The importance of "blue collar work" is, of course, not a new notion and was well accepted by our Sages. "Flee carcasses in the marketplace, and do not take from charity" (Pesachim 113a), they said. No honest work is menial or “beneath us”. It is thus no coincidence that some of our greatest sages were not only doctors but blacksmiths, winemakers, and carpenters.
The importance of "menial" work is underscored at the opening of this week's parsha. The Torah tells us that the first mitzvah performed each and every day in the Beit Hamikdash was that of Terumath Hadeshen--the cleaning of the ashes that had accumulated due to the constantly burning fires of the altars. "Janitorial work" thus was the fulfillment of the Divine will. Setting up chairs, taking out the garbage, and sweeping the floors in order to beautify our own Mikdashei Me'at (miniature sanctuary, our shuls) is transformed into a mitzvah.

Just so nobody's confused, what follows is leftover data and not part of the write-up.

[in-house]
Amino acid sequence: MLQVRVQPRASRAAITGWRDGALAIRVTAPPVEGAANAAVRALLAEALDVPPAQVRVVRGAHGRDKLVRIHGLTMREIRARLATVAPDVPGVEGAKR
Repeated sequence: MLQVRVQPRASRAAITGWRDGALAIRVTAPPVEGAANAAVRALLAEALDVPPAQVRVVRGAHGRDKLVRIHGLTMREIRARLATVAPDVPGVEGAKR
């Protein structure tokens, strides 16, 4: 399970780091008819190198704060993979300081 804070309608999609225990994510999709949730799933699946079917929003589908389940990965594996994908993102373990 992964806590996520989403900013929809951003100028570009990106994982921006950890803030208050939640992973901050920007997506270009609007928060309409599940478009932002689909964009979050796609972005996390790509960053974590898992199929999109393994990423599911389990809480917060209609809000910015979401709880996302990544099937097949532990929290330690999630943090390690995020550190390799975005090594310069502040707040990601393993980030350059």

The Mishnah in Yoma records that even though the Terumat Hadeshen was performed at the crack of dawn, the kohanim vied for the privilege of cleaning the altar. In fact, a lottery system was eventually instituted in order to fairly distribute this honour. Unfortunately, on one occasion, a kohen was actually murdered while attempting to perform this mitzvah because of another’s intense jealousy. While it is desirable to be zealous in one’s religious observance, there is no greater danger than that of misplaced religious fervour.
His help was all the more remarkable when we consider the fact that our Sages note that deep down, Moshe wanted the priesthood for himself. The Chumash alludes to this in verse 23, where we have only one of four shalshelets in the Chumash. This liturgical note symbolizes hesitation, as is evident when we hear it. Moshe was not really sure he wanted to continue preparing Aaron for the priesthood. However, he did not let his personal feelings stand in the way of performing his duty.